A study of the dynamics of shells with boundary layers and a study of the MITC3 shell element
Author(s)Malek, Samar R. (Samar Rula)
Study of the MITC3 shell element
Massachusetts Institute of Technology. Dept. of Civil and Environmental Engineering.
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Shell structures are frequently used for their aesthetic appeal, and material efficiency. They can be found everywhere, in all sorts of contexts. For example, they can serve as roofs to encapsulate large areas (think Millennium Park in Chicago); as fuselage for an airplane; as the frame of a car; as chemical containers (such as pressure vessels); even submarines. One of the most challenging phenomena in shells is boundary layers. Boundary layers are high concentrations of energy due to either irregular loadings, or incompatible boundary conditions, or geometric discontinuities. Previous studies have determined the location of this concentrated energy and how that location varies depending on the thickness of the shell; up to now however, any correlation between the boundary layers and the vibrations of the shell has not yet been examined. In our first study, we review the boundary layer behavior, and we investigate the dependence of the shell's natural frequencies on the boundary layer phenomenon for two shell benchmark problems: the Scordelis-Lo Roof and the Clamped Hyperboloid.(cont.) In our second study, we shortly review the MITC3 shell element. This element is known to lock in plate bending cases for a specific mesh pattern. Finally, we formulate a new MITC triangular, four node element and investigate its plate bending behavior in detail. Our results show that including an extra node in the center of the element does not improve the plate bending behavior. We discuss our results and make suggestions for future investigations.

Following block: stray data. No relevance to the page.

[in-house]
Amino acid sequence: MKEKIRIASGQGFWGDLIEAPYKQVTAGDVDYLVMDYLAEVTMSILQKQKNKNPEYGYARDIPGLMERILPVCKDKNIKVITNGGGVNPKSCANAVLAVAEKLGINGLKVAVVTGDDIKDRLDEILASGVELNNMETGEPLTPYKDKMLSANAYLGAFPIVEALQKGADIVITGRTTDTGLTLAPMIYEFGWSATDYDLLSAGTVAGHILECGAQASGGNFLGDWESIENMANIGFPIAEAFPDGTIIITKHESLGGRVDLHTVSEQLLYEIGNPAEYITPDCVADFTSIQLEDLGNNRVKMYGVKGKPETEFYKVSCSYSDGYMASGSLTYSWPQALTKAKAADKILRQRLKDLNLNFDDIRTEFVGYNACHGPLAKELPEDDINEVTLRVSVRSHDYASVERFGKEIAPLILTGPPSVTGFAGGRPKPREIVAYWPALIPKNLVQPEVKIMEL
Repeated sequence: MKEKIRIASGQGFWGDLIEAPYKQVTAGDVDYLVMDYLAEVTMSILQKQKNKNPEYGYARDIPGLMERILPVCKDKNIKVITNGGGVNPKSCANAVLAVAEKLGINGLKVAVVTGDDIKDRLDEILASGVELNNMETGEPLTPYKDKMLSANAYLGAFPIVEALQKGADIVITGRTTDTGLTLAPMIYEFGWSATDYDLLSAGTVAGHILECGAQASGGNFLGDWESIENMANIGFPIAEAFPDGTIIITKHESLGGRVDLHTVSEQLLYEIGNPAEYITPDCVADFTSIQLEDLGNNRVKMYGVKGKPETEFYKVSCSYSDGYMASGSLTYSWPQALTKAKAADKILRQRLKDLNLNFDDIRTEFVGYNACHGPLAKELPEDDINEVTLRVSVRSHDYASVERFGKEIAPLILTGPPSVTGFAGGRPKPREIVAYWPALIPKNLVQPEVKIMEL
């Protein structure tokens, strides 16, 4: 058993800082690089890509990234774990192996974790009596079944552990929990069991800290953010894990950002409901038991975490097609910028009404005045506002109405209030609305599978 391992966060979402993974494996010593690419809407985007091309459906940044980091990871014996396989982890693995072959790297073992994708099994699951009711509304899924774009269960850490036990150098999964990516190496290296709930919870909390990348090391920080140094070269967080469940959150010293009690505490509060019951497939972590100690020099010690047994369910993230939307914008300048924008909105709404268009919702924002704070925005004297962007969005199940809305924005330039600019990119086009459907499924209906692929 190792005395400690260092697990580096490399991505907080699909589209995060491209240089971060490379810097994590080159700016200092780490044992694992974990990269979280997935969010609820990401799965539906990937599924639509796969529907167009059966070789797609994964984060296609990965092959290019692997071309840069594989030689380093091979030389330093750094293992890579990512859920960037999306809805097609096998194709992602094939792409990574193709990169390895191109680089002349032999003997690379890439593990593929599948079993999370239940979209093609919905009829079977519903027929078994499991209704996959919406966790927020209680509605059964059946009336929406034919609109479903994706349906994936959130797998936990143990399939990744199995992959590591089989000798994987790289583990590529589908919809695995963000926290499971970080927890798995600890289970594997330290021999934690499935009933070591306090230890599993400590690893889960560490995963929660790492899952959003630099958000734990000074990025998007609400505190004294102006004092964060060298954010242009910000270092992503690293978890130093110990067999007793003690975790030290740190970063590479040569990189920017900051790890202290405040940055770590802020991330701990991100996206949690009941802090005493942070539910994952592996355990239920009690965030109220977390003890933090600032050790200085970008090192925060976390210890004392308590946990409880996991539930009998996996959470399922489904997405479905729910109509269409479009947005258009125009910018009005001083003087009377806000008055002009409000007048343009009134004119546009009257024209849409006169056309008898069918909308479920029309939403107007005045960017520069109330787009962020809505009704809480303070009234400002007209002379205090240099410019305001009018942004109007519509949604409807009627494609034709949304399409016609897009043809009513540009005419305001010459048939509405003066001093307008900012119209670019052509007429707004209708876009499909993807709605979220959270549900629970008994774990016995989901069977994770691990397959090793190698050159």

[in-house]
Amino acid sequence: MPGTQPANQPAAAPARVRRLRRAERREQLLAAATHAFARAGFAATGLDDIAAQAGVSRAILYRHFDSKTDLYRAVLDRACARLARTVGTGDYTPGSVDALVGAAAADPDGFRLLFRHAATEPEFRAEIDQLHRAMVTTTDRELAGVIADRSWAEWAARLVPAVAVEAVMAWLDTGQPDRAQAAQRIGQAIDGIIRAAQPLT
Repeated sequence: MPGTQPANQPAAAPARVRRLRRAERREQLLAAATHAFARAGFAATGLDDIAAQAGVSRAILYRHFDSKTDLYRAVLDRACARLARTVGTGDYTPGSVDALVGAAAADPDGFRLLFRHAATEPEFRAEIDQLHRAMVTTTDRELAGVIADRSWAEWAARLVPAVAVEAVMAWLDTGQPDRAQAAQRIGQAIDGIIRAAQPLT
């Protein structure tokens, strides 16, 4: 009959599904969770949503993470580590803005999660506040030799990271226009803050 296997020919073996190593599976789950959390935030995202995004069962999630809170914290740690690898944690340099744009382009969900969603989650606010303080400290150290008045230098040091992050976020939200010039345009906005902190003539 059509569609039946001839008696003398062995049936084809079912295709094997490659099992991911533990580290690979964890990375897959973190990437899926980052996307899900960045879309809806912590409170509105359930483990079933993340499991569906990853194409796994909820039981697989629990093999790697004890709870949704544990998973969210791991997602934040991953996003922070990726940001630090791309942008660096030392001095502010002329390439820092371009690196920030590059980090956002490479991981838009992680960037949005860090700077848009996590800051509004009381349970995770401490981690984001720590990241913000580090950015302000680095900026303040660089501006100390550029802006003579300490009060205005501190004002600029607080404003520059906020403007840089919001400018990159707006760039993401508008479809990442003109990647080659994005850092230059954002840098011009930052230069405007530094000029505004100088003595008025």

Thesis (S.M.)--Massachusetts Institute of Technology, Dept. of Civil and Environmental Engineering, 2007.Includes bibliographical references (leaf 63).
DepartmentMassachusetts Institute of Technology. Dept. of Civil and Environmental Engineering.
Massachusetts Institute of Technology
Civil and Environmental Engineering.